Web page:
TABLE 1__________________________________________________________________________ Structural Formula λ.sub.max__________________________________________________________________________Compound A ##STR7## (nm) 680Compound B ##STR8## (nm) 680Compound C ##STR9## 690Compound D ##STR10## 666Compound E ##STR11## 680__________________________________________________________________________
FIG. 5 shows absorption spectrum of the compound A in the methanol solution. It is seen from this figure that the compound A barely shows absorption at the laser wavelength.
The coumarine dyes have the following structures. ##STR12##
In addition to the above cyanine dyes and coumarine dyes, the following substances may be used as the components 2. ##STR13##
The recording layer 2, containing the aforementioned components 1 and 2, is coated on the base plate 1 in the form of a solution in a suitable solvent. The thickness of the recording layer 2 is preferably selected such that a reflectivity of 70 percent or higher is attained by interference. Thus it is selected to be λ/2n or in the vicinity of integer multiples thereof, wherein λ denotes the wavelength of the laser light employed for recording. The mixing ratio of the components 1 and 2 may differ with the kind of the selected substances and may be suitably selected by taking, for example, the reflectivity or the recording density into account. For example, it may be selected so that the values of n and k of the complex refractive index will be 1.5.ltoreq.n.ltoreq.3.2 and 0<k≦0.2, respectively. The organic solvents are suitably selected so that the components 1 and 2 are soluble therein and so that no injury is done to the base plate 1.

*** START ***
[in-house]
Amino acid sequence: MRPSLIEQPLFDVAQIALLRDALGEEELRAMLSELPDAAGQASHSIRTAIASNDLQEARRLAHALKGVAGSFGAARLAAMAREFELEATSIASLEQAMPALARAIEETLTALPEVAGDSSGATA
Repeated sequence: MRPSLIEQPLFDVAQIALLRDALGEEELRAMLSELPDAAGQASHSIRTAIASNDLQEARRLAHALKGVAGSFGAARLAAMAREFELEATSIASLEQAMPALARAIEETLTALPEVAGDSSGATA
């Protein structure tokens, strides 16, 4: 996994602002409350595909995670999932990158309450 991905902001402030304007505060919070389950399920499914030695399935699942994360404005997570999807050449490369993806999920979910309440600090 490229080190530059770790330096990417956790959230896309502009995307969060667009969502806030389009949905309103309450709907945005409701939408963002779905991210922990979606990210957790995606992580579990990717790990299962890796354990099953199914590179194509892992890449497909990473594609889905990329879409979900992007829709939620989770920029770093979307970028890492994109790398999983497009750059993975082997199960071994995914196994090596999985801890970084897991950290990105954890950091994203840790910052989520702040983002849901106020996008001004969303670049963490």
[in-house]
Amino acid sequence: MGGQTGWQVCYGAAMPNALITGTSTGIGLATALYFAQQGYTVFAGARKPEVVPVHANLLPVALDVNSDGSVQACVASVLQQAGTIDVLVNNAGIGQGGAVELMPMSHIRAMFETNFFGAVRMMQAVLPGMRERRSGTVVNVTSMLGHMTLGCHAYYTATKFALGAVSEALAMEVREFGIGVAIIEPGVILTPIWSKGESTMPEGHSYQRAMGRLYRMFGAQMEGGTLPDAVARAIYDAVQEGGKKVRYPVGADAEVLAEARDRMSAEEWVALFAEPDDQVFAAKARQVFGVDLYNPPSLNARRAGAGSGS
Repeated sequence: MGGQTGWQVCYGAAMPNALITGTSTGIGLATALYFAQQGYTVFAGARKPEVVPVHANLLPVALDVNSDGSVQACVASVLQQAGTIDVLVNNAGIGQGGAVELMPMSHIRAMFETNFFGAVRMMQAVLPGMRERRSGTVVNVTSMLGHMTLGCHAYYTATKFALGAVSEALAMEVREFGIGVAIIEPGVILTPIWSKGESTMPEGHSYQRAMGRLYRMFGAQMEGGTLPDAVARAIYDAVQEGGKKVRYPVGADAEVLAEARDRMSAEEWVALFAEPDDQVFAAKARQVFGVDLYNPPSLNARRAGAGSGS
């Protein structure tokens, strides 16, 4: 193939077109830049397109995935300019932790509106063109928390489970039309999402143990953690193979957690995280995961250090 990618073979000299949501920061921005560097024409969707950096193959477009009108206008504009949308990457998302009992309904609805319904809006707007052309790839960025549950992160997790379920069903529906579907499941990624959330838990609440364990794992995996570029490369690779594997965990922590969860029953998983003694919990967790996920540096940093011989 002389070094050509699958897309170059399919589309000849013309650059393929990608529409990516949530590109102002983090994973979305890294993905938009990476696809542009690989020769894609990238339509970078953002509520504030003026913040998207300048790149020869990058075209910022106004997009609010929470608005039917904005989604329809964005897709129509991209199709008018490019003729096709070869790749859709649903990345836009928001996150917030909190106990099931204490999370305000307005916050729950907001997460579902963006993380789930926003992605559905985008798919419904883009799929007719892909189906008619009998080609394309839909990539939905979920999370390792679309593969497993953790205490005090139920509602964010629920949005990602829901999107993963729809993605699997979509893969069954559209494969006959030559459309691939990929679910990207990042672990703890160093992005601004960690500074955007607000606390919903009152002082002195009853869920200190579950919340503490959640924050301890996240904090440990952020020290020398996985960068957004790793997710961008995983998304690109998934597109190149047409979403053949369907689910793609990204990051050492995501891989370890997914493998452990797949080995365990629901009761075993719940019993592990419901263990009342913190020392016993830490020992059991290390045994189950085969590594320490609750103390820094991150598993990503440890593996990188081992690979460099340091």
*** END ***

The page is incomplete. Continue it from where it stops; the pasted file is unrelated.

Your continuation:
The above described optical recording medium may have a total thickness of 1.5 mm or less which is equal to that of the commercial compact disk. For an optical recording medium having a protective film formed on an organic dye layer, it was proposed heretofore to provide a gap between the organic dye layer and the protective film so as to prevent inhibition of pit formation by physical changes. However, this results in the total thickness of the recording medium increasing excessively so as to make it impossible to reproduce the recording medium with some of the currently commercialized reproducing apparatus for a compact disk or CD-ROM so that they are not interchangeable. Conversely, according to the present invention, satisfactory recording and/or reproduction may be achieved with the arrangement of FIG. 1 on account of the excellent properties of the recording layer 2 which result in a decreased thickness of the recording medium.
The optical recording medium of the present invention has its recording layer formed mainly by two kinds of materials, which are components 1 and 2, with the component 1 mainly absorbing the laser light so as to effect photo-thermal conversion and to effectively bring about deterioration and decomposition of the component 2 even with a lesser amount of the light energy to cause thermal decomposition and the gas is generated at this time. Thus it becomes possible to achieve a high recording sensitivity.